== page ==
The Book of Jeremiah
Jeremiah 1:17-19 - Thou therefore gird up thy loins, and arise, and speak unto them all that I command thee: be not dismayed at their faces, lest I confound thee before them. For, behold, I have made thee this day a defenced city, and an iron pillar, and brasen walls against the whole land, against the kings of Judah, against the princes thereof, against the priests thereof, and against the people of the land. And they shall fight against thee; but they shall not prevail against thee; for I [am] with thee, saith the LORD, to deliver thee.
Jeremiah 3:16 - And it shall come to pass, when ye be multiplied and increased in the land, in those days, saith the LORD, they shall say no more, The ark of the covenant of the LORD: neither shall it come to mind: neither shall they remember it; neither shall they visit [it]; neither shall [that] be done any more. At that time they shall call Jerusalem the throne of the LORD; and all the nations shall be gathered unto it, to the name of the LORD, to Jerusalem: neither shall they walk any more after the imagination of their evil heart.
Jeremiah 23:5-6- Behold, the days come, saith the LORD, that I will raise unto David a righteous Branch, and a King shall reign and prosper, and shall execute judgment and justice in the earth. In his days Judah shall be saved, and Israel shall dwell safely: and this [is] his name whereby he shall be called, THE LORD OUR RIGHTEOUSNESS.
The Old Testament - A Brief Overview
Bible Survey - Jeremiah
Hebrew Name - Yirmiyahu "Yah is my appointer"
Greek Name - Ieremias (Greek form of the Hebrew)
Author - Jeremiah (According to Tradition)
Date - 629 BC Approximately
Theme - The destruction of Judah
Types and Shadows - In Jeremiah Jesus is the Lord our righteousness
The Black Obelisk
The Black Obelisk of Shalmaneser III. Discovered at Calah now in the British Museum. The Obelisk stands nearly 7 feet tall and is about 2 feet thick. On each of the 4 sides there are 5 panels with carvings of various kings bringing tribute to king Shalmaneser III. The second panel from the top of the obelisk reveals king Jehu of Israel bowing at the feet of Shalmaneser of Assyria. This is the same Jehu who is mentioned in Scripture, and this carved relief is the only image in all history of one of the Hebrew kings. On the panel Shalmaneser is offering a libation to his god. The cuneiform text around the panel reads:
"The tribute of Jehu, son of Omri: I received from him silver, gold, a golden bowl, a golden vase with pointed bottom, golden tumblers, golden buckets, tin, a staff for a king [and] spears."
The Jehu Panel on the Black Obelisk
Summary of The Book of Jeremiah
The prophet Jeremiah prophesied to the Jews in Jerusalem and Judah about 50 years before Jerusalem would fall and be destroyed by Nebuchadnezzar of Babylon. Jeremiah continually preached against the folly of idolatry and pleaded with the people the Word of God, "what injustice have you found in me?" he cried, "why have you gone far from me and followed idols, and have become idolaters?", "I brought you into a beautiful country to eat of its fruit and its goodness, but you have defiled my land and made my heritage and abomination." Jeremiah warned that Jerusalem would be destroyed and the Jews would be taken away as captives to the land of Babylon. The words of Jeremiah were violently rejected and he was continually persecuted, but God warned them at the beginning of his ministry not to be "afraid of their faces". While Jeremiah was in prison grieving over the sins of his people the Lord came to him and said "behold, the days are coming, says the Lord, when I will make a new covenant" (Jeremiah 31). Soon afterwards Jerusalem was indeed destroyed in 586 BC as Jeremiah prophesied. But he claimed that their captivity would only last 70 years and then they would return to their land. Jeremiah also prophesied against the pagan nations around Israel. Later he was forced to go and live in the land of Egypt and there is no record of what happened to him. - The above text is © Rusty Russell - Bible History Online and must be sourced for use on a website.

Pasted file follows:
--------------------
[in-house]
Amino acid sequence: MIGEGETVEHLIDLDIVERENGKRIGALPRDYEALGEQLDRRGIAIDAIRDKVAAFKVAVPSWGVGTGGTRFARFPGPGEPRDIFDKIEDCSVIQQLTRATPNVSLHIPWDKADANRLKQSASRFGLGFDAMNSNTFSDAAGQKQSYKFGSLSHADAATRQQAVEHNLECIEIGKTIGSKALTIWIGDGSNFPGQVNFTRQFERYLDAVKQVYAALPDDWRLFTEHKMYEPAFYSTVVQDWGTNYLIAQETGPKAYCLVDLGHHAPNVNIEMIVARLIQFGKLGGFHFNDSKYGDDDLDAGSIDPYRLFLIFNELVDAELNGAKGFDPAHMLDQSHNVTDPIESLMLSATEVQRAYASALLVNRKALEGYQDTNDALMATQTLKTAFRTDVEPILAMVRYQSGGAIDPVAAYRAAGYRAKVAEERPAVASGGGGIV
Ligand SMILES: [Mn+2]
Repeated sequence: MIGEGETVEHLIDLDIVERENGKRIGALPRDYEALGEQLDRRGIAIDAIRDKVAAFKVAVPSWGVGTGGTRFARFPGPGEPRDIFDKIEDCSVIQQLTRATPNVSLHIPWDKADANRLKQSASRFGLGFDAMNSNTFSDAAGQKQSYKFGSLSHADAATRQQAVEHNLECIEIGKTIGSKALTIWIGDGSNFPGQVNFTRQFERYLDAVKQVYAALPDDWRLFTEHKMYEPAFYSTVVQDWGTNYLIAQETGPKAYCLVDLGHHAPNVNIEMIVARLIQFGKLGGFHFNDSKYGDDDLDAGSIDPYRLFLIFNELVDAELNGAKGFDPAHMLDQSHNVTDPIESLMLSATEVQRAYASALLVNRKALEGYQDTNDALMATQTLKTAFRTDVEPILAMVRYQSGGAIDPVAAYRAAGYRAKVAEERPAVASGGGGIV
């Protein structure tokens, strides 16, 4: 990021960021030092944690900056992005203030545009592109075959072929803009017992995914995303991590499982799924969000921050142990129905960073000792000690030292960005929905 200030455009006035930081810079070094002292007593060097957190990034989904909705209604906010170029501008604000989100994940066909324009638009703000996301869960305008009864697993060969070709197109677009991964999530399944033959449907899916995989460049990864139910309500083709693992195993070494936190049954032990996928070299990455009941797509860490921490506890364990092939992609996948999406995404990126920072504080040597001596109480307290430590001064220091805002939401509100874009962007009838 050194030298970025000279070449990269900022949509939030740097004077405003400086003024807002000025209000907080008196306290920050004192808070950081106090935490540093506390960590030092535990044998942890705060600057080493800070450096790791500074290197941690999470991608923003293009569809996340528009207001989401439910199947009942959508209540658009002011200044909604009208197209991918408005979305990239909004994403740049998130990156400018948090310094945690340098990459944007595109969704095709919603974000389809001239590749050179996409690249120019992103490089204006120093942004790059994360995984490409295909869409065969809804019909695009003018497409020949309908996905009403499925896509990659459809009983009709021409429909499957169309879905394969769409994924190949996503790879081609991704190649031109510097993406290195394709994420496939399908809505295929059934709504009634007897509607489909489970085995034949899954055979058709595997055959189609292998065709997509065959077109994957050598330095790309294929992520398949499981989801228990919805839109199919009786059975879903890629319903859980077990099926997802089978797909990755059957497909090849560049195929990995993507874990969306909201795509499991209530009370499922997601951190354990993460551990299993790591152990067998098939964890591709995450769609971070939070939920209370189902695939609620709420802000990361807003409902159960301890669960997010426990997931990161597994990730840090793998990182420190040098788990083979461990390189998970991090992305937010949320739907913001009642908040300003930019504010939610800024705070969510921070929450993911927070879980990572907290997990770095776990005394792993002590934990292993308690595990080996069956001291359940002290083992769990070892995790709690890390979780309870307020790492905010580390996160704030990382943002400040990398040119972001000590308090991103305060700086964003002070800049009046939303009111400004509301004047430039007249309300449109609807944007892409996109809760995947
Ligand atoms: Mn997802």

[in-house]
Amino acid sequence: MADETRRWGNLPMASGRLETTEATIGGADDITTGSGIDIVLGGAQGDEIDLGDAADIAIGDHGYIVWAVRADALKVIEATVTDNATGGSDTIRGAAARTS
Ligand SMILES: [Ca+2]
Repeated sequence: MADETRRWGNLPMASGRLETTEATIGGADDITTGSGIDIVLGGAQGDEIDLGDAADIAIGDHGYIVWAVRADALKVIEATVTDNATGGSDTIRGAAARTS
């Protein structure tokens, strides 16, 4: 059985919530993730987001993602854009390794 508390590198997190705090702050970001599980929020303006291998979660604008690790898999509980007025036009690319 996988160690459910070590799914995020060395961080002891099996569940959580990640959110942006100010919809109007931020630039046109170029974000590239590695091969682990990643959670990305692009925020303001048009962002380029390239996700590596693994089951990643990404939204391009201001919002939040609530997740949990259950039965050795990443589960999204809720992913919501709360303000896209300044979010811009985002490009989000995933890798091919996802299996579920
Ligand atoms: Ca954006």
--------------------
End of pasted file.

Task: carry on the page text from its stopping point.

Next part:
The prophet Jeremiah began his ministry during the reign of King Josiah, and he prophesied the Word of the Lord until the destruction of Jerusalem in 586 BC when Nebuchadnezzar of Babylon came and destroyed the city and her Temple (Jeremiah 1), and he continued to prophesy even after this event. Jeremiah began ministering in 627 BC during the reign of King Josiah, he was the "son of Hilkiah, of the priests that were in Anathoth" which was a city near Jerusalem. When the Lord called him he was very young (Jeremiah 1:6), and the Lord revealed to him that his word would be rejected and yet he was not to be afraid of their faces. They also learned that an enemy from the North would come and bring about the destruction of Jerusalem (Jeremiah 1:11-16), and this time it would not be the Assyrians as with the northern kingdom of Israel, but it would be the Babylonians. All the kings who reigned during the time of Jeremiah were: Josiah, Jehoa-haz, Jehoiakim, Jehoiachin and Zedekiah and Jerusalem was destroyed in the 11th year of the reign of king Zedekiah in 586 BC. The event of the burning of the city of Jerusalem and of the Temple of Solomon is found in 2 Kings 25:8,9 and Jeremiah 52:12-13.
Jeremiah was quick to obey God and to reveal to the children of Israel in Judah their sins, and as God had warned him he was hated with much hostility both in his hometown of Anathoth and in Jerusalem (Jeremiah 11:18-23). It even indicates that his own family "dealt treacherously" with him (Jeremiah 12:6), but this was a calm before the storm for Jeremiah who was known as the weeping prophet. Because of his fearless prophesying during the reigns of the next four kings of Judah, and the fact that he predicted the destruction of Jerusalem because of the people's sins he was hated all the more. He went into hiding because of the wrath of Jehoiakim who had cut up his book of prophecies and burned them. Judah finally went into a first wave of captivity by the Babylonians under Jehoiachin, and they placed Zedekiah in his stead as a puppet king. Eventually Zedekiah rebelled against the king of Babylon but was warned by Jeremiah not to do so (Jeremiah 27:12). Finally the inevitable happened, on the terrifying day of Av 9 in the Jewish calendar Nebuchadnezzar's forces destroyedthe Temple of Solomon and the city of Jerusalem making true all of Jeremiah's prophecies about the Babylonian invasion.